A step toward the creation of materials controlled by artificial genes
Our bodies' genes work together to regulate how our cells behave. For example, if you skin your knee, your genes use a chemical messaging system to direct an army of cells to heal the abrasion. If scientists could create artificial genes that could carry out the same functions but operate inside materials rather than organisms, a wide variety of new diagnostic, self-healing materials would be possible.
A team led by Johns Hopkins engineer Rebecca Schulman is laying the foundation for that work by engineering synthetic chemical systems that can emulate the complex behaviors of natural gene networks. Their work recently appeared in Nature Chemistry.
"Cells use genes to decide how to move, grow, and act. The ability to make simple 'genes' that could make decisions on their own could lead to better diagnostics or therapeutics, or even provide ways to build new types of soft material robots that are controlled by chemistry instead of electronics," said Schulman, who is an associate professor of chemical and biomolecular engineering and associate researcher at the Whiting School of Engineering's Institute for NanoBioTechnology.
The human body comprises about 25,000 genes, and the chemical interactions that these genes use to regulate cells have many steps and moving parts. Researchers have learned that they don't need to meticulously recreate every one of these natural biological steps to create synthetic gene analogs capable of carrying out the same functions. To improve and better predict the behavior of gene analogs, Schulman and her team created a molecular tool kit which includes genelets (very small genes whose functions can vary, depending on instructions), and simplified mathematical models that predict how the genelets will behave.
The team's simplified genelet system uses DNA, the sum of an organism's genetic information; RNA, which conveys genetic information to the parts of a cell that produce proteins; a polymerase enzyme that transcribes DNA to make RNA copies; and an RNase enzyme that degrades RNA. Using just these simple elements, the Schulman team's system can adapt and reset as the environment changes, just like natural genes in the body do.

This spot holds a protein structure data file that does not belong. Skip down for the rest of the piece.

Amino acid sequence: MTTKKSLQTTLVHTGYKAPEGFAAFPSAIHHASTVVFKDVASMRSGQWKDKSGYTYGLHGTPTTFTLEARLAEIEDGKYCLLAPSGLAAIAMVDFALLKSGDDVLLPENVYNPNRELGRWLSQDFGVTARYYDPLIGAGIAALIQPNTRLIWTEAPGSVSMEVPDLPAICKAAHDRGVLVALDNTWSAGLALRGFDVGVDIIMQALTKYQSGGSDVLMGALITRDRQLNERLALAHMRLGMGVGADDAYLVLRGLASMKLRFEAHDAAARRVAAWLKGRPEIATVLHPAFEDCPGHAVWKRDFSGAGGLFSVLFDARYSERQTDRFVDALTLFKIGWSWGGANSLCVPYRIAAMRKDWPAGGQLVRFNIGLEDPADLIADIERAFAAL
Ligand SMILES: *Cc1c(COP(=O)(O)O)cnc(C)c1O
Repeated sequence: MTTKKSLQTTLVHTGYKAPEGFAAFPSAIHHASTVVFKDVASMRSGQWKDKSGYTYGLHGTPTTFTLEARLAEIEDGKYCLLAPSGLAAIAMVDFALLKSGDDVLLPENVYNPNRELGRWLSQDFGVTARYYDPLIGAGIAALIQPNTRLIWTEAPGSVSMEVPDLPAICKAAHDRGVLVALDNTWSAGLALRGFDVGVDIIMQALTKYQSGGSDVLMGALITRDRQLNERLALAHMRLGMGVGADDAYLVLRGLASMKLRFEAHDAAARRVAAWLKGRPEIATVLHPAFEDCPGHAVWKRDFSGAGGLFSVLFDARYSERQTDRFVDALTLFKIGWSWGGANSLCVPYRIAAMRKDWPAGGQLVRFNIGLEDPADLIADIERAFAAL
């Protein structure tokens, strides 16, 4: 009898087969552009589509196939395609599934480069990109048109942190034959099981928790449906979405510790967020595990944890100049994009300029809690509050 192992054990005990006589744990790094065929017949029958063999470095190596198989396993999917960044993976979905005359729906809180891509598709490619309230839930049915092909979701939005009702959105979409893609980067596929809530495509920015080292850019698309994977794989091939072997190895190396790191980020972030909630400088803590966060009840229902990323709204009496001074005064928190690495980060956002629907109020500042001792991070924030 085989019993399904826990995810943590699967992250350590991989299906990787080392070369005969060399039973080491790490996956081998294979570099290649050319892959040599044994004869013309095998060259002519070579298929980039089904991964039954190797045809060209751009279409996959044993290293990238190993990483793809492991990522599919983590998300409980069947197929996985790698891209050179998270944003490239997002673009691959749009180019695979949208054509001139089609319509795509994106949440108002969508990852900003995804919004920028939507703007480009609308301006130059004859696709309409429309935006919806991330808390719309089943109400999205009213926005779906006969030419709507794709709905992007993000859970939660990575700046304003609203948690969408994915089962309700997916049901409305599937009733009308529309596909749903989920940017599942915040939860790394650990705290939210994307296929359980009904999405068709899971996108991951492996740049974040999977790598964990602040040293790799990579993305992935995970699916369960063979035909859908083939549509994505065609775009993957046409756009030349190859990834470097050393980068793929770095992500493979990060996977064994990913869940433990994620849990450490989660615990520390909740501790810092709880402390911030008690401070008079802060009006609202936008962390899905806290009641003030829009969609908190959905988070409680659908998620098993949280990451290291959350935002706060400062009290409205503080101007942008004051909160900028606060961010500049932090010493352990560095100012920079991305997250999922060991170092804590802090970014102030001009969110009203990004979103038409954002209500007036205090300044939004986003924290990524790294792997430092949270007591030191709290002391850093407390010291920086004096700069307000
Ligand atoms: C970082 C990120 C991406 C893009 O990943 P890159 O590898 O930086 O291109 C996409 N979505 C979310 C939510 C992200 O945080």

"One of the challenges is that the components that comprise DNA and RNA don't always behave as predicted," she explains. "Also some components, like polymerase enzymes, are simple and easy to work with, but difficult to control. This makes it difficult to engineer systems that result in the outcomes we want."
To avoid unwanted reactions, Schulman's team created a simple mathematical model that assumes all components behave the same way. Then, to build a chemical system that followed the prediction of the simple model, they systematically identified unwanted reactions and suppressed them by modifying regions of single stranded DNA.
"Typically, unwanted reactions stem from the polymerase enzyme as it is quite reactive to DNA components," said Samuel Schaffter, lead author of the work and a Johns Hopkins alum. He is a postdoctoral fellow at the National Institute of Standards and Technology.
The team screened potential components for the activity they wanted and omitted ones that deviated significantly from the expected performance. This, combined with the chemical modifications to prevent unwanted reactions, yielded a library of about 15 genelets with universal standard performance.
They used these standard components to engineer networks that execute key tasks observed in cells, such as tasks that guide cells during development, as well as networks capable of memory. Their results aligned remarkably well with their simple model predictions, indicating the power of engineering using components with standardized performance.
The researchers are now working to use these chemical systems to control the behavior of nanostructures, nanoparticles, and hydrogels, which could be used in advanced diagnostics, and perhaps one day, self-healing electronics. They hope this toolkit will inspire new applications in other research groups and developed a software package available on GitHub. Users can quickly simulate any network and produce the DNA sequences to test in the lab.
"We want to make this system as easy as possible for other researchers to use," said Schaffter, "We are converging on a system that isn't limited by experimental challenges anymore and our goal is to have the only limitation be the researcher's imagination."
More information: Samuel W. Schaffter et al, Standardized excitable elements for scalable engineering of far-from-equilibrium chemical networks, Nature Chemistry (2022). DOI: 10.1038/s41557-022-01001-3
Journal information: Nature Chemistry
Provided by Johns Hopkins University